2. Should the defendant contest, they can opt for the following: 
    • Request a counseling session with the court counselor.
    • File a Memorandum of Appearance within eight (8) days and defense within fourteen (14) days.
    • File a defense and counterclaim

If the defendant does not contest, they can file a Memorandum of Appearance indicating issues he wants to be heard on.

  1. Attend status conferences for updates on proceedings and directions from the court.
  2. Attend mediation sessions if you have at least one child aged below 21.
  3. An interim judgement will be granted if the court determines that the marriage suffers an irretrievable breakdown. Hereafter, the case will move to the next stage of proceedings.

Stage 2 (Ancillary Matters)

  1. Both parties will be requested to submit their Affidavits of Assets and Means before hearings disclosing all assets, income, and expenses. Cases with assets of net value greater than S$1.5M will be transferred to the High Court.
  2. A hearing date will be set, and the court will decide on the ancillary matters.
  3. After settlement on ancillary matters, both parties may apply for the Final Judgement, provided it has been three months since the interim judgement was granted.

Hiring A Divorce Lawyer in Singapore

Lawyers will always provide for a better understanding of legal matters pertaining to your case. Yet, hiring a competent lawyer in Singapore will often involve high legal costs. Generally, divorce fees for simplified uncontested divorces range from S$1,500 to S$3,500, while a contested one will cost way higher at around S$10,000 to S$35,000. 

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How Much Will It Cost?

Check out the table below for the estimate cost:

 

Legal Process Legal Fees
Uncontested Divorce Contested Divorce
Consultation (Pre-Divorce) S$500 S$500
Entire Process (includes drafting of documents, filing, and extraction of interim judgement and final judgement) S$1,500 to S$3,500
Stage 1: Dissolution of marriage, Filing of  pleadings (lump sum) S$2,500 to S$3,200
 Mediation/Counseling

             

S$500 to S$2,000

(per attendance)

Trial (pre-agreed lump sum) S$5,000 to S$15,000
Stage 2: Case Conference S$350 

(per attendance)

Affidavit Exchange (Up to 3 exchanges) S$2,500 to S$4,500 

(per affidavit)

Mediation on Contested Ancillary Matters

              

 

S$500 to S$2,000 

(per attendance)

Hearing on Contested Ancillary Matters S$4,700 to S$7,500 
Total: S$2,000 to S$4,000 S$21,550 to S$44,050

 

Lawyers may still charge additional consultation fees after the first consultation. They can also charge legal fees by the hour. For trial fees, if a lump sum is not agreed upon, the lawyer may charge an additional cost for each subsequent day. A contested divorce will also cost more for both parties.

FAQs on Divorce

How long is the divorce proceeding in Singapore?

The duration of the court proceeding depends on the complexity of the case. A divorce proceeding for a simplified uncontested divorce case may last for six months to 1 year. While for a complex contested divorce, it may take more than one year, even more.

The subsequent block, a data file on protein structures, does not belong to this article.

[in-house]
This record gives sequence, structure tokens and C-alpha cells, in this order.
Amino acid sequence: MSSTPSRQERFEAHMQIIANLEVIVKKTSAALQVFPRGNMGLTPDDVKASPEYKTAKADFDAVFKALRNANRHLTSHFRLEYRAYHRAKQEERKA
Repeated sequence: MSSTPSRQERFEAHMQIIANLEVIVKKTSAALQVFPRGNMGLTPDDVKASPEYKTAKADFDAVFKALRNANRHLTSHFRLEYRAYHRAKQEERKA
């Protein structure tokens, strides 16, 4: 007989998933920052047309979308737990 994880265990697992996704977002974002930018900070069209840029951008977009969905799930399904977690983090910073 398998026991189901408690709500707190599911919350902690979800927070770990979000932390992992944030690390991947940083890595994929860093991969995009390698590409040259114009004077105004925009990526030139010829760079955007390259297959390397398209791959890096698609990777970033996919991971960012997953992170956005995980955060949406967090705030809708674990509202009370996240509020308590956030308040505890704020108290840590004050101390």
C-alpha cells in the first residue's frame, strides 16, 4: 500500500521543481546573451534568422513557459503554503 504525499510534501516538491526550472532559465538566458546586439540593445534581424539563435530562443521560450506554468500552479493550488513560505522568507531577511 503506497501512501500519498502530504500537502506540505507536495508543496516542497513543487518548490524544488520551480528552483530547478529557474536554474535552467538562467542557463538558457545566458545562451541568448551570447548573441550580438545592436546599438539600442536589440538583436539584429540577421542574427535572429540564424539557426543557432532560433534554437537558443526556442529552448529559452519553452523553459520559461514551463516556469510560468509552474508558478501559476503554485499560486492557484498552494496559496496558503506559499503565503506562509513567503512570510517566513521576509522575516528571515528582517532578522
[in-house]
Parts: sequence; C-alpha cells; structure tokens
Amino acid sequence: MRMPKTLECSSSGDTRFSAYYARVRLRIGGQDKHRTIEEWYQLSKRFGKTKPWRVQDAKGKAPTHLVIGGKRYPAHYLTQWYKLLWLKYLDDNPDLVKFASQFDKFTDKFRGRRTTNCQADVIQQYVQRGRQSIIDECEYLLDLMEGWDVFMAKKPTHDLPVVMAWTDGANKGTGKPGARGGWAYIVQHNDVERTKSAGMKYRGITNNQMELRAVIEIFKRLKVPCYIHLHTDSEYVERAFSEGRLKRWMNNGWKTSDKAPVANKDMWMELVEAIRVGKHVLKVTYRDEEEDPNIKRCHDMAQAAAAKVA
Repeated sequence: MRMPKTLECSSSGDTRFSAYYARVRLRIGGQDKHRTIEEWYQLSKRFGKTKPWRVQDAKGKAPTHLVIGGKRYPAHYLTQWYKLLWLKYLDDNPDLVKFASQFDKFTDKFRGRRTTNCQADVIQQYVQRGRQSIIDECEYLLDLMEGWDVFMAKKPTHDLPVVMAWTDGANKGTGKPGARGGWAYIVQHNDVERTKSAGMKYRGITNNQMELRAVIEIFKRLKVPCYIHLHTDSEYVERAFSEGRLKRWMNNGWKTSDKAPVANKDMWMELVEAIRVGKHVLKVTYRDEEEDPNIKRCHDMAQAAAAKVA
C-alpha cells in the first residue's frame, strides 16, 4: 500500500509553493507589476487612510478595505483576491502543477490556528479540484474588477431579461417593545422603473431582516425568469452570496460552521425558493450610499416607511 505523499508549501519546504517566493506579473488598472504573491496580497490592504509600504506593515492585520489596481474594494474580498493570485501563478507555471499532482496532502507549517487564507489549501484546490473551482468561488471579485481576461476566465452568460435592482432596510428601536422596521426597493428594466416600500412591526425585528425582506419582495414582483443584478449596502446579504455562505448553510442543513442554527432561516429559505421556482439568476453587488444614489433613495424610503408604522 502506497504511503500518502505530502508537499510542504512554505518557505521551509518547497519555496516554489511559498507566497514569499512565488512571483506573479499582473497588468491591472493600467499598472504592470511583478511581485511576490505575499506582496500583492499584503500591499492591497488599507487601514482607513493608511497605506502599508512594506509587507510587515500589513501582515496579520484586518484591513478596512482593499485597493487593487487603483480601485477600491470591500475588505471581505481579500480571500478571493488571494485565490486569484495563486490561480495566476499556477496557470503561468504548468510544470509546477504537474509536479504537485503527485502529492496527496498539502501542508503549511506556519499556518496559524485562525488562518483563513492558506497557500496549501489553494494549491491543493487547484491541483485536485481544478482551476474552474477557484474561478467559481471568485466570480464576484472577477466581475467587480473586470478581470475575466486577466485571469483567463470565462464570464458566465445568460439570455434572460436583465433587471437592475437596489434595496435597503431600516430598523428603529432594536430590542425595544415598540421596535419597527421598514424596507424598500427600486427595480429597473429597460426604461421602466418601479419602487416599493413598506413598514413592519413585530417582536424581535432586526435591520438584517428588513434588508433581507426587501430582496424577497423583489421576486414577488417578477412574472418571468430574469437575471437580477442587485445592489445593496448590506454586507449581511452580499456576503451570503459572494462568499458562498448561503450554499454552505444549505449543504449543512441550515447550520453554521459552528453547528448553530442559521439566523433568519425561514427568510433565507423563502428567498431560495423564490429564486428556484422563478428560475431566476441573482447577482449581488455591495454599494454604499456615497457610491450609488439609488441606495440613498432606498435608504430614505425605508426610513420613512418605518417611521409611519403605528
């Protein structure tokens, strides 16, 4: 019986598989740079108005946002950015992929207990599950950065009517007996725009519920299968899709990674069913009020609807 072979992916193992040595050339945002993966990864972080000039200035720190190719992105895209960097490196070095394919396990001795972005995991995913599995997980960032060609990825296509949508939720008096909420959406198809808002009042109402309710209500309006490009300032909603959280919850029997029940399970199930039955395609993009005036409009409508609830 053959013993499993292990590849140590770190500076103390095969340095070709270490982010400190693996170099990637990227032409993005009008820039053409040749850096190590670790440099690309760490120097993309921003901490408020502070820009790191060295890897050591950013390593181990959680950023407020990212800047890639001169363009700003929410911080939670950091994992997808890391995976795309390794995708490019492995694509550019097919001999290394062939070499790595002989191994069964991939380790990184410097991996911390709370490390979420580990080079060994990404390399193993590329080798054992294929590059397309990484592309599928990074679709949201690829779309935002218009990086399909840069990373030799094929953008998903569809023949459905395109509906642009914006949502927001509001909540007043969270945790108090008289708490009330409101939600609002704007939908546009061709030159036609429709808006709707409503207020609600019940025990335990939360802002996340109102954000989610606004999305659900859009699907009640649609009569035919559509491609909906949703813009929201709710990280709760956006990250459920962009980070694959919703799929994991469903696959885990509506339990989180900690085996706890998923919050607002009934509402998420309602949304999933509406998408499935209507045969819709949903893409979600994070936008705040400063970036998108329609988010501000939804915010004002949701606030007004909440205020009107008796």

A trial in a contested divorce may be more lengthy as it may involve the production of witnesses and several hearings. Additionally, the final judgment will only be granted three months after the interim judgment is released.

What are matrimonial assets, and how are they divided between both parties?

Matrimonial assets are acquired by one or both parties within the marriage or those used by children. Assets that are acquired before the marriage but improved during the marriage are also considered matrimonial assets.

Examples of assets include: 

  • Cars
  • Jewelries
  • Insurance policies
  • Cash savings
  • CPF funds

Assets that are exempted or not considered as marital assets are gifts and inheritance to one party or the other.

rights to matrimonial assets are written in the law, but the division of assets will still depend on the court’s decision. The assets mentioned above are divided based on several factors:

  • Debt owed
  • Prenuptial agreements or any agreement with respect to the division of matrimonial assets
  • Extent of financial contribution towards the asset
  • Children’s financial needs

You may hire a lawyer for a clearer assessment of your right in the division of assets.

What financial implications should I consider after the divorce?

After the divorce becomes final, you should consider assessing your financial situation and consider necessary changes or adjustments. You may also consider transferring credit card accounts, bank accounts, or  investments in your name only. Other things you need to review are your:

  • Insurance coverage
  • Beneficiary designations
  • Income tax
  • Credit reports.

Conclusion

Ending your marriage through a divorce should always be the last option after all marital resolutions have been tried. After all, you’ve also put in work to make the marriage a successful one. And if separation through a divorce is the only way to keep you sane, then it may be time to move on. 

Key Takeaways:

  • Divorce may be the only option for an unsafe or unhealthy relationship.
  • When contemplating divorce, one should also evaluate their financial well-being.
  • Willingness from both parties to consent to the divorce may eventually lead to supportive and successful co-parenting.